Too Soon? Comics are Testing Public’s Taste for Covid Jokes


Did you hear the one about the Zoom lecturer who stayed up all night to arrange the titles in the bookshelf behind him, asking,  “Can I risk having Woody Allen’s new memoir in the shot?”

Or the one that goes, “When this pandemic is over, you all will look back on it and have a laugh. Well, not all of you.”

Welcome to the brave new world of Covid humor. As the grim death toll slows, comics in New York City are beginning to test some boundaries.

Upper West Side comic Eitan Levine is making coronavirus jokes on social media and on Zoom even though his grandmother recently died of the disease.

“It’s all very surreal,” Levine said. “She’s a Holocaust survivor and I just found out she smuggled bread between her legs to save people’s lives.” He says coronavirus jokes are fair game “because the outbreak is on everyone’s mind.” But he stresses that the humor “has to be done the right way.”

Husband-and-wife comedians Ben Rosenfeld and Michelle Slonim of Astoria, who have a 2-year-old daughter, said they’ve been ambivalent about doing comedy at such a time.

“At first we said no,” Slonim said. “But as time went on we were approached by some [promoters], and there was clearly a need for some levity. It’s like the show ‘Shtisel,’ where Akiva was close to his mother and after she passes away he goes to see a comedy troupe. The skit didn’t take away from the love he felt for his mother; it just helped him heal and continue on. Humor makes impossible situations slightly more terrible.”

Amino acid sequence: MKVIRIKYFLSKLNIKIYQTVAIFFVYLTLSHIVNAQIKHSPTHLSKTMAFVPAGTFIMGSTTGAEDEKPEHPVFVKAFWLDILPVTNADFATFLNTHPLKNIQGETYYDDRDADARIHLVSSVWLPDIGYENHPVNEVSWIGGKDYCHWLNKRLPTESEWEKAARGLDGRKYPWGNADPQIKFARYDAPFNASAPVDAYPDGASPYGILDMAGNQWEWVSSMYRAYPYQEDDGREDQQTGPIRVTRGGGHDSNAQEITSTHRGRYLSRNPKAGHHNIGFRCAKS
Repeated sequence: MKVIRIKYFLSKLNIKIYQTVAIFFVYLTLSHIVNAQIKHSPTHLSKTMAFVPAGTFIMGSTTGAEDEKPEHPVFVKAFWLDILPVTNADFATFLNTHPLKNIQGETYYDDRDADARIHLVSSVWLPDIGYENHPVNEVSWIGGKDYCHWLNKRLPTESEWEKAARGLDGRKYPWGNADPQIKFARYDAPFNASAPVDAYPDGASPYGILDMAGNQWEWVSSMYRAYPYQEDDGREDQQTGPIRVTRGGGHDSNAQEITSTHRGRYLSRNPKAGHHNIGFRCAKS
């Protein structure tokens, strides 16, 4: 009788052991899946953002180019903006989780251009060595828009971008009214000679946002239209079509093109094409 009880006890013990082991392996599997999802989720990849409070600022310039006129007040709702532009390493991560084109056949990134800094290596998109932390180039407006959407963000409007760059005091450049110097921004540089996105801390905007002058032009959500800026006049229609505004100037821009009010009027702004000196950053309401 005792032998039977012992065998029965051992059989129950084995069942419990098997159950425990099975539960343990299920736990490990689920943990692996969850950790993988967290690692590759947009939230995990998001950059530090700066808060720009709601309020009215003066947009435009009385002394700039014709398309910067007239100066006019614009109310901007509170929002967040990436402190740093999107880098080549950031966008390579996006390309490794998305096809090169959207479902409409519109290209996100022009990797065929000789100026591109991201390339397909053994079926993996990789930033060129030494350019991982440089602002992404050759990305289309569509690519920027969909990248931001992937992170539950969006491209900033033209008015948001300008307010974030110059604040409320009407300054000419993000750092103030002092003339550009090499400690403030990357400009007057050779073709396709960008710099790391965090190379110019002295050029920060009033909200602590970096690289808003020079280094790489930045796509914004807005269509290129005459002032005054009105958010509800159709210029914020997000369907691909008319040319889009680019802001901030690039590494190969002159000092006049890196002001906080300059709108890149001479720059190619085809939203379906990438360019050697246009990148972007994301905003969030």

Erik Angel, an Israeli comic living here, said he’s taking time to hone his Covid material.

“You don’t laugh about death, obviously,” he said. “But without laughter, what do we have?” He said Israelis, hardened by terrorism, may be more prepared for dark humor than Americans.

Like many comics these days, Angel is doing Zoom shows, some for schools and organizations, in lieu of live gigs. Levine said he had to scrap live gigs where he brought comedians of all faiths together.

Elon Altman believes that laughter is a form of medicine. From his balcony in Greenwich Village, he’s been doing routines and posting them on Facebook.

“It’s scary times for everyone and people are on edge,” Altman said. “If a joke can take the edge off for a minute, that’s a good thing. Could be better than alcohol.”

Comedian Eli Lebowicz has the last laugh. These days, he quipped, “laughter and toilet paper are the new forms of currency.”